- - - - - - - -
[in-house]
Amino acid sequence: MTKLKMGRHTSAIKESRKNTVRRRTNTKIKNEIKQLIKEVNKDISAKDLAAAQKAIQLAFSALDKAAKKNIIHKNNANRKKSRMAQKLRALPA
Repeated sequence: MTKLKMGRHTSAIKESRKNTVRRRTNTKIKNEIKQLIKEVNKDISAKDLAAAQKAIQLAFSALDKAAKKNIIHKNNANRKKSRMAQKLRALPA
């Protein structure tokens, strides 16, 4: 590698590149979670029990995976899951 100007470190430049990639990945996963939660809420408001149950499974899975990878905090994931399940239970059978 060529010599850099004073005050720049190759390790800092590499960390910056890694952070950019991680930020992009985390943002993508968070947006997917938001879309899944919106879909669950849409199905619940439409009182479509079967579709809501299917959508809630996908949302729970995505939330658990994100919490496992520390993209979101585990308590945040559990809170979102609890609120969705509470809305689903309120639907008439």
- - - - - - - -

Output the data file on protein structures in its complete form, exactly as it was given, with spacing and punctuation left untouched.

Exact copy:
[in-house]
Amino acid sequence: MTKLKMGRHTSAIKESRKNTVRRRTNTKIKNEIKQLIKEVNKDISAKDLAAAQKAIQLAFSALDKAAKKNIIHKNNANRKKSRMAQKLRALPA
Repeated sequence: MTKLKMGRHTSAIKESRKNTVRRRTNTKIKNEIKQLIKEVNKDISAKDLAAAQKAIQLAFSALDKAAKKNIIHKNNANRKKSRMAQKLRALPA
């Protein structure tokens, strides 16, 4: 590698590149979670029990995976899951 100007470190430049990639990945996963939660809420408001149950499974899975990878905090994931399940239970059978 060529010599850099004073005050720049190759390790800092590499960390910056890694952070950019991680930020992009985390943002993508968070947006997917938001879309899944919106879909669950849409199905619940439409009182479509079967579709809501299917959508809630996908949302729970995505939330658990994100919490496992520390993209979101585990308590945040559990809170979102609890609120969705509470809305689903309120639907008439």